[Numpy-discussion] Indexing changes in 1.9
Charles R Harris
charlesr.harris at gmail.com
Sun Feb 2 12:06:57 EST 2014
Sebastian has done a lot of work to refactor/rationalize numpy indexing.
The changes are extensive enough that it would be good to have more public
review, so here is the release note.
The NumPy indexing has seen a complete rewrite in this version. This makes
> most advanced integer indexing operations much faster and should have no
> other implications.
> However some subtle changes and deprecations were introduced in advanced
> indexing operations:
>
> * Boolean indexing into scalar arrays will always return a new 1-d array.
> This means that ``array(1)[array(True)]`` gives ``array([1])`` and
> not the original array.
> * Advanced indexing into one dimensional arrays used to have
> (undocumented)
> special handling regarding repeating the value array in assignments
> when the shape of the value array was too small or did not match.
> Code using this will raise an error. For compatibility you can use
> ``arr.flat[index] = values``, which uses the old code branch.
> * The iteration order over advanced indexes used to be always C-order.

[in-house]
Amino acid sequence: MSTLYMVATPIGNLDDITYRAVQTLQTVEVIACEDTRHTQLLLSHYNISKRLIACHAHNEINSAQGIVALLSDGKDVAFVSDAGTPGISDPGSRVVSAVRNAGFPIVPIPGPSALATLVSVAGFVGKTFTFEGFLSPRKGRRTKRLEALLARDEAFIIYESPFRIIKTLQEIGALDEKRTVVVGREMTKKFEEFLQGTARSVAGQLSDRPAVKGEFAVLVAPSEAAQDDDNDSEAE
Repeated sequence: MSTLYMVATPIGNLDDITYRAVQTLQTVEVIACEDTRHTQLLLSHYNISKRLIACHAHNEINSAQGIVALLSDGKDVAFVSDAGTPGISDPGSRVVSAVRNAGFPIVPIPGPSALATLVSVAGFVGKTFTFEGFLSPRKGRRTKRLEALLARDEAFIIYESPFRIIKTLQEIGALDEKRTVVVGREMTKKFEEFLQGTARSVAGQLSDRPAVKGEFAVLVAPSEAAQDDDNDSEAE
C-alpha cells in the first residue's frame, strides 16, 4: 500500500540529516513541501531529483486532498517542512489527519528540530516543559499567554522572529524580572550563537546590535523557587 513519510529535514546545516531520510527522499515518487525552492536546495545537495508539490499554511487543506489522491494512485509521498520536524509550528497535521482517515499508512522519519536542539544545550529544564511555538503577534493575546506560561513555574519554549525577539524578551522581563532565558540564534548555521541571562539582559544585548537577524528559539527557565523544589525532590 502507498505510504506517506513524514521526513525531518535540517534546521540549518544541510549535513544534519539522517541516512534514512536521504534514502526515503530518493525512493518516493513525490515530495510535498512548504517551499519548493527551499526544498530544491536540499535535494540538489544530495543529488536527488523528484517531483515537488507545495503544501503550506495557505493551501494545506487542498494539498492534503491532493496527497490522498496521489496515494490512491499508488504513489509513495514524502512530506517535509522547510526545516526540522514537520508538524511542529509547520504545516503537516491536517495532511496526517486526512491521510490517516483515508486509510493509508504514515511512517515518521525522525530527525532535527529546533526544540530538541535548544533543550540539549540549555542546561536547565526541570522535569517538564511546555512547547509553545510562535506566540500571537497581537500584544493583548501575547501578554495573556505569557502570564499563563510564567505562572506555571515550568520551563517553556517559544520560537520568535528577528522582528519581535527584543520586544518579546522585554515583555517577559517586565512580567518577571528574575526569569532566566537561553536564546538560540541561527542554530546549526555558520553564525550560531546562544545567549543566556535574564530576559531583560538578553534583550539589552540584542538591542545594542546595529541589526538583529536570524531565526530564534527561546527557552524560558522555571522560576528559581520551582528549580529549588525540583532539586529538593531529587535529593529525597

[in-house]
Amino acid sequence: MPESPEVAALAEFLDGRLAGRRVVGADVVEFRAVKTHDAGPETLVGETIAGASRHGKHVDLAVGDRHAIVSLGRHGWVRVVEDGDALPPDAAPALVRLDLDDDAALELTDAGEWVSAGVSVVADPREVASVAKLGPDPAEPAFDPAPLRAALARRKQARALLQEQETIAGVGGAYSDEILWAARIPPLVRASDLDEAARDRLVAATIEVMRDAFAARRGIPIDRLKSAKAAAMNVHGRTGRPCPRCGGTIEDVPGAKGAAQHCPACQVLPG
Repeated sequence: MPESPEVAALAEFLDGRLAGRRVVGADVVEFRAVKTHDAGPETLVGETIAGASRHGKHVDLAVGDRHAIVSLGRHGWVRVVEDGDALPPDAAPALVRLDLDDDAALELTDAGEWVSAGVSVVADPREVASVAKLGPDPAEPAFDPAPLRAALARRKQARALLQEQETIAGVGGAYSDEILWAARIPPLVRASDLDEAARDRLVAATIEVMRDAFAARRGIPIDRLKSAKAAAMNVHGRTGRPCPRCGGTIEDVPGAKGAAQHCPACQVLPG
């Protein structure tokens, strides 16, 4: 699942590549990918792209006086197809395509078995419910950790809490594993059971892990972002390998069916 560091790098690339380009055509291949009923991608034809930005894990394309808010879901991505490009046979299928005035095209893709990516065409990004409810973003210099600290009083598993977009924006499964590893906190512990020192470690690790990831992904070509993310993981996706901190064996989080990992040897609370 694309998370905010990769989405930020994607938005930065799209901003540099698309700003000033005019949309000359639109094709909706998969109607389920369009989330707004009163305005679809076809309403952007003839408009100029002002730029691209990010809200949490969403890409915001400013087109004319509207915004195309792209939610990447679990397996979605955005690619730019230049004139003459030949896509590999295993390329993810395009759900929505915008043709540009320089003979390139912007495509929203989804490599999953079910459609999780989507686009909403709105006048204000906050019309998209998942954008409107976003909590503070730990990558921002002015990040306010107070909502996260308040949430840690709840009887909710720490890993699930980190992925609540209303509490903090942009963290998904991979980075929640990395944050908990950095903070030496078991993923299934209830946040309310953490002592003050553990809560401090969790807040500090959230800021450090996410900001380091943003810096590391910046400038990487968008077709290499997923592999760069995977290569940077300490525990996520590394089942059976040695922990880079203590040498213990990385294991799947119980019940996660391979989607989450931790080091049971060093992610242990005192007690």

> In NumPy 1.9. the iteration order adapts to the inputs and is not
> guaranteed (with the exception of a *single* advanced index which is
> never reversed for compatibility reasons). This means that the result
> is
> undefined if multiple values are assigned to the same element.
> An example for this is ``arr[[0, 0], [1, 1]] = [1, 2]``, which may
> set ``arr[0, 1]`` to either 1 or 2.
> * Equivalent to the iteration order, the memory layout of the advanced
> indexing result is adapted for faster indexing and cannot be predicted.
> * All indexing operations return a view or a copy. No indexing operation
> will return the original array object.
> * In the future Boolean array-likes (such as lists of python bools)
> will always be treated as Boolean indexes and Boolean scalars
> (including
> python `True`) will be a legal *boolean* index. At this time, this is
> already the case for scalar arrays to allow the general
> ``positive = a[a > 0]`` to work when ``a`` is zero dimensional.
> * In NumPy 1.8 it was possible to use `array(True)` and `array(False)`
> equivalent to 1 and 0 if the result of the operation was a scalar.
> This will raise an error in NumPy 1.9 and, as noted above, treated as a
> boolean index in the future.
> * All non-integer array-likes are deprecated, object arrays of custom
> integer like objects may have to be cast explicitly.
> * The error reporting for advanced indexing is more informative, however
> the error type has changed in some cases. (Broadcasting errors of
> indexing arrays are reported as `IndexError`)
> * Indexing with more then one ellipsis (`...`) is deprecated.
>
Thoughts?
Chuck
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